I don’t remember people loving fall so much when I was a kid. Certainly, there were no pumpkin-spice lattes or other fanciful autumn drinks readily available in the 60s, 70s, 80s, or even 90s. I get a little queasy if I think about the mass manufacturing of the fall drink mixes that are distributed in large plastic bags with spouts.
My daughter Bridgy loves fall. She loves all the leaves and decorations. We wish this season lasted as long as summer and winter. Red, orange, and gold leaves for months on end. A warm and glowing sun combined with cooler temps. No bare, bitter, and slicing wind. Oklahoma winters can be so cruel. Here in the Heartland, I’ve learned that in one day, a hard rain can shake all the showy yellow leaves from the branches. I’ve learned to accept and enjoy the wet carpet of leaves in the streets. They’re pushed to the curbs and cars pack them down, and I count the autumns I’ve lived and the number of dead people now on my Facebook friends list.
1970s School Halloween Party Pics
When I was in 3rd grade, my mom was my homeroom mother. She made pumpkin placemats for all my classmates and apple spice cookies on sticks. She piped orange frosting on the front of them to make them look like jack-o’-lanterns.
I miss her. Unfortunately, I never asked her what time of day she was born and this has been bothering me, along with a dozen other questions I didn’t think to ask her when she was alive. To be honest, I don’t like talking about her with anyone, except maybe Juliette. But, there isn’t much we can say. We acknowledge to one another that she is gone and then sit in silence as the cloud of grief passes overhead. It shrouds our faces for a moment, the storm that will never die, and then it is willed away by our weakness. We push it away because it is too much to bear. I had her for a while and am grateful for it all.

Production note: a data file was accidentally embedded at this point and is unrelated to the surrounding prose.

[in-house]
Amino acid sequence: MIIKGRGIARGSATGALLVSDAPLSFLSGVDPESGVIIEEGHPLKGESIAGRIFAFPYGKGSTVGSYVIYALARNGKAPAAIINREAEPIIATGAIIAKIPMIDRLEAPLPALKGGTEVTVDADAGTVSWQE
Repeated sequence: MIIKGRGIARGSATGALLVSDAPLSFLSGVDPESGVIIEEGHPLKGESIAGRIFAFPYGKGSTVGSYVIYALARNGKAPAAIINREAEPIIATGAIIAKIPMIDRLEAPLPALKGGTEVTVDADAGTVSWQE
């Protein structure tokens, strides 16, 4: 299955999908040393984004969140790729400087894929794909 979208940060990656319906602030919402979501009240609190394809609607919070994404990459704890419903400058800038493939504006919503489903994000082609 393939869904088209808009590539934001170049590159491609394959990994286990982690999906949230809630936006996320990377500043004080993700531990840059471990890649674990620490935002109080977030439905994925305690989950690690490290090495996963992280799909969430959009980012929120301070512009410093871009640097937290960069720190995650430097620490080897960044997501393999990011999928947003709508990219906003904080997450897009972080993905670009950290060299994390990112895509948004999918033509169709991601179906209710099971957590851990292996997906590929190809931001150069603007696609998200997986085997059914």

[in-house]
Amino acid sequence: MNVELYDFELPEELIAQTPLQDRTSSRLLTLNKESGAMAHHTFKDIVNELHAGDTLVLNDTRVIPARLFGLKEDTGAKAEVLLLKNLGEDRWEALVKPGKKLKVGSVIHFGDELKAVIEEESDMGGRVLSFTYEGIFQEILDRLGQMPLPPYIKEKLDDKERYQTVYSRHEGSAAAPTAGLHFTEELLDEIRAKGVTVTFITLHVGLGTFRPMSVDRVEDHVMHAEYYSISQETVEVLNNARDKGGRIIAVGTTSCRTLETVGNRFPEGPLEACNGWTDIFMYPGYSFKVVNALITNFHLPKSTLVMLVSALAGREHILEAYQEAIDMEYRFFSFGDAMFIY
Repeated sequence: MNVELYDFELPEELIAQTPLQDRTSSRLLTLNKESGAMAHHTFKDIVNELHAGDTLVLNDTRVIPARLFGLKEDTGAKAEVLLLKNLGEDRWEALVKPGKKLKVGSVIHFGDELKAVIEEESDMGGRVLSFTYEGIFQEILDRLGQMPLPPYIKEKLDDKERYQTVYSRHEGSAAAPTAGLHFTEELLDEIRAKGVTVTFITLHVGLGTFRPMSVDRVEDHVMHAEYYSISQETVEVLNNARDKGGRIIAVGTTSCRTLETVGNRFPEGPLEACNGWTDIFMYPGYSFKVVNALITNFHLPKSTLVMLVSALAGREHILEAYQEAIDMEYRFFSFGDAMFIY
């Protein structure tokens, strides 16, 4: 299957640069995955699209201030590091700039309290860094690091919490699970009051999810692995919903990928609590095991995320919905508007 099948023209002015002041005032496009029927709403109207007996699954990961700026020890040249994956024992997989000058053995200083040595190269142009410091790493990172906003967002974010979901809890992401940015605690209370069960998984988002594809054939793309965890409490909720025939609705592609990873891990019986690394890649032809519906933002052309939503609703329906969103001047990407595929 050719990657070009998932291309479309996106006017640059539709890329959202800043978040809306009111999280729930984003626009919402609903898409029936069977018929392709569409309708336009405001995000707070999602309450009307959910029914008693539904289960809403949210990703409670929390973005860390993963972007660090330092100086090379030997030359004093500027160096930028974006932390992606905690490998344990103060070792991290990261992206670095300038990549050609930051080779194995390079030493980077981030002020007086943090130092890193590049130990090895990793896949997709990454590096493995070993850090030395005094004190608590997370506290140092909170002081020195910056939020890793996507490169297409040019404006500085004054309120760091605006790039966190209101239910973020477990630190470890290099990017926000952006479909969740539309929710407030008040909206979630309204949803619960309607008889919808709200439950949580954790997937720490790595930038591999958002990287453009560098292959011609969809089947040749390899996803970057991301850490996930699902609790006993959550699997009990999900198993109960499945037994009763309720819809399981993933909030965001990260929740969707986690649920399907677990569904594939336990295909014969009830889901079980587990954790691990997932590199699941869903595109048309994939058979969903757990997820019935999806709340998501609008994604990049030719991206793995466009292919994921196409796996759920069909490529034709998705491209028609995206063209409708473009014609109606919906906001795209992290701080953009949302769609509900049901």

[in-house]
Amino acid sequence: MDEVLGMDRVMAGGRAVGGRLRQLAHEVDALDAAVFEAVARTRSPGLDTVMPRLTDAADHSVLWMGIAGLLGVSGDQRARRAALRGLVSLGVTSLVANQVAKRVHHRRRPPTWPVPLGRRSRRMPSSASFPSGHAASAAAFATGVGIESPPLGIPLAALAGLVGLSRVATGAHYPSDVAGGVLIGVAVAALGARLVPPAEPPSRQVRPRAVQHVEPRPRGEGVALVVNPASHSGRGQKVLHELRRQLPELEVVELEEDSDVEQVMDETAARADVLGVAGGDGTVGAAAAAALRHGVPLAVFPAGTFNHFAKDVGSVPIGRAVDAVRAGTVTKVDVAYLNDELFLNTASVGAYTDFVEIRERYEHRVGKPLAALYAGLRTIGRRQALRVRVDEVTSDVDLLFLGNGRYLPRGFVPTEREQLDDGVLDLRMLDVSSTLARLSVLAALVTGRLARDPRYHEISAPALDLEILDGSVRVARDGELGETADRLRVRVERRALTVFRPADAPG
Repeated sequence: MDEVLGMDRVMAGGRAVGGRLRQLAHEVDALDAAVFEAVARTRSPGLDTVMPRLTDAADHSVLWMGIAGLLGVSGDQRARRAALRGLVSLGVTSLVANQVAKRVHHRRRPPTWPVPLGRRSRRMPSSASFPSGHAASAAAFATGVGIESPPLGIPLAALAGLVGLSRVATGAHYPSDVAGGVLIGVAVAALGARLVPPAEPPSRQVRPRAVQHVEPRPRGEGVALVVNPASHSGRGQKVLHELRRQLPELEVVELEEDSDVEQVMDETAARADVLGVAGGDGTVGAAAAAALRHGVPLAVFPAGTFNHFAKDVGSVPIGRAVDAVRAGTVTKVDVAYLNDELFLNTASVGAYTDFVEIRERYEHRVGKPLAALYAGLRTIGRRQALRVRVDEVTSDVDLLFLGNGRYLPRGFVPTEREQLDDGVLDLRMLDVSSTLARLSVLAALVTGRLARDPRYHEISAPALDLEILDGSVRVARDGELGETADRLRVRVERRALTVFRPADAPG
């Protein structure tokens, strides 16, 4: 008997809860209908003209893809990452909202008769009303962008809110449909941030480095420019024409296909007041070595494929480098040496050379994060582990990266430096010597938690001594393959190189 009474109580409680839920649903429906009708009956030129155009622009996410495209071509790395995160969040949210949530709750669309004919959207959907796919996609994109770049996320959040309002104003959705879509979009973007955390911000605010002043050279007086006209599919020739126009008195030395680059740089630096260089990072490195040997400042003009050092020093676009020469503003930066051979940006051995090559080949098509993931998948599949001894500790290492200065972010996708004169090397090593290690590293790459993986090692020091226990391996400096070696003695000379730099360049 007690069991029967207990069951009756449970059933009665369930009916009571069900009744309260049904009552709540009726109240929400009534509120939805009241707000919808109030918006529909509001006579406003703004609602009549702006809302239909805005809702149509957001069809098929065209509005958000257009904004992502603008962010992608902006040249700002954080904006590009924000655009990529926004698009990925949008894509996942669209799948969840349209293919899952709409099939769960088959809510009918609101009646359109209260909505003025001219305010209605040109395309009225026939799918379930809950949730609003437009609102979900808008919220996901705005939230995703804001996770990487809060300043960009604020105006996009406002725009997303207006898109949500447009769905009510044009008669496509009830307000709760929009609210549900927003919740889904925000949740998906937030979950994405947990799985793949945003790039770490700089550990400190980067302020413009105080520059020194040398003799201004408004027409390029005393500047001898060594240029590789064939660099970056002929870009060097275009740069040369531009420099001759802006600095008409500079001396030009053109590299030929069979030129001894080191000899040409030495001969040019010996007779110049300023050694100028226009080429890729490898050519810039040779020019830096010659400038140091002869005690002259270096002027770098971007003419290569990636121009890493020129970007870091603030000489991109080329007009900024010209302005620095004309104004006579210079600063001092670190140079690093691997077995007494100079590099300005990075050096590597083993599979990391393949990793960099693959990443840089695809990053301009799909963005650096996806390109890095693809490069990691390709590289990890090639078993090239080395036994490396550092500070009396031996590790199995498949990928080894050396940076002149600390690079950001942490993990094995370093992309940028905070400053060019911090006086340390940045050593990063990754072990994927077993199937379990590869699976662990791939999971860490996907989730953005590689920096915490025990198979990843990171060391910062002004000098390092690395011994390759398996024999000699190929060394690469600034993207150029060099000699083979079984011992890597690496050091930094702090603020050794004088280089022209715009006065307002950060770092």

Juliette says she didn’t realize how frail she was. There is no pride in this, but I knew she was going to die. It was the doctor’s face that told me. I was sitting in the hospital cafeteria and he was getting a cup of coffee. He glanced at me and I knew then that at any moment her arteries could collapse and her heart would pump for the last time. And, I hated him at that moment for not just telling me, but I was also impressed with him because he knew how alive she was in her mind and how much I loved her. He was human in the sadness he felt for me and the lies of omission he told.
So, I held my breath for a few weeks, waiting to exhale. I knew it was coming and I braced for it as I brace for the brutal February winds. I turned my head against the cold, tucked my chin into my collar, covered my ears from the stabbing blows. My mother was nearly deaf and so for most of my life, there was very little I could say. And, she was so lonely that what little I did share she shared with everyone around her. Gossip is the occupation of the lonely. I mostly forgive her for this.
And, I wish she hadn’t been so lonely. She was very, very good at busying herself with projects. I so admired this about her. I love you, Mom. You see me, now.
Going On Seven Years
Going on seven years, Bridgy and I have been traveling to baton twirling contests across the Heartland. We even went to a contest in Memphis once where she won a giant trophy for throwing an aerial during an artistic twirl. I think she was eight. She loves our road trips and told me recently that she couldn’t wait for the next one. She had so much to tell me! But, last weekend, when we drove to Kansas City for the Fall Spectacular Baton Twirling Championship, she snapped her friends for four hours and listened to music on her AirPods. On all our previous road trips, it was just the two of us, but this time, her squad was along for the ride. At least virtually, anyway. I missed her but am glad she has nice friends. I suggested they come over for a Halloween dinner party. I could buy lychee fruit for eyeball punch and make paper pumpkin placemats! Bridgy replied, “Um, no, too planned.”
I’m a dreamer, what can I say?
After the contest, I got to drive Miss Golden Harvest back home to OKC. Baton twirling titles are the absolute best thing ever. Reminds me of that fabulous scene from Hope Floats when Birdee pulls into her hometown of Smithville, Texas and her daughter Bernice asks her, “Is this where you were cream of corn?” Birdee replies, “Queen of Corn, honey. Three years runnin’. A feat unsurpassed in the history of Smithville. Once upon a time, your mama knew what it meant to shine.”
Once upon a time, your mama knew what it meant to shine.
Last night, Juliette sent me a shining picture of Willow. She’d rolled her hair in sponge rollers and the result was fantastic 1981 trailer park hair. Giant, frizzy and Farrah-like. Willow, nearly three, admired herself in the mirror and said she looked like a lady. In her face, I see all the people I have ever loved.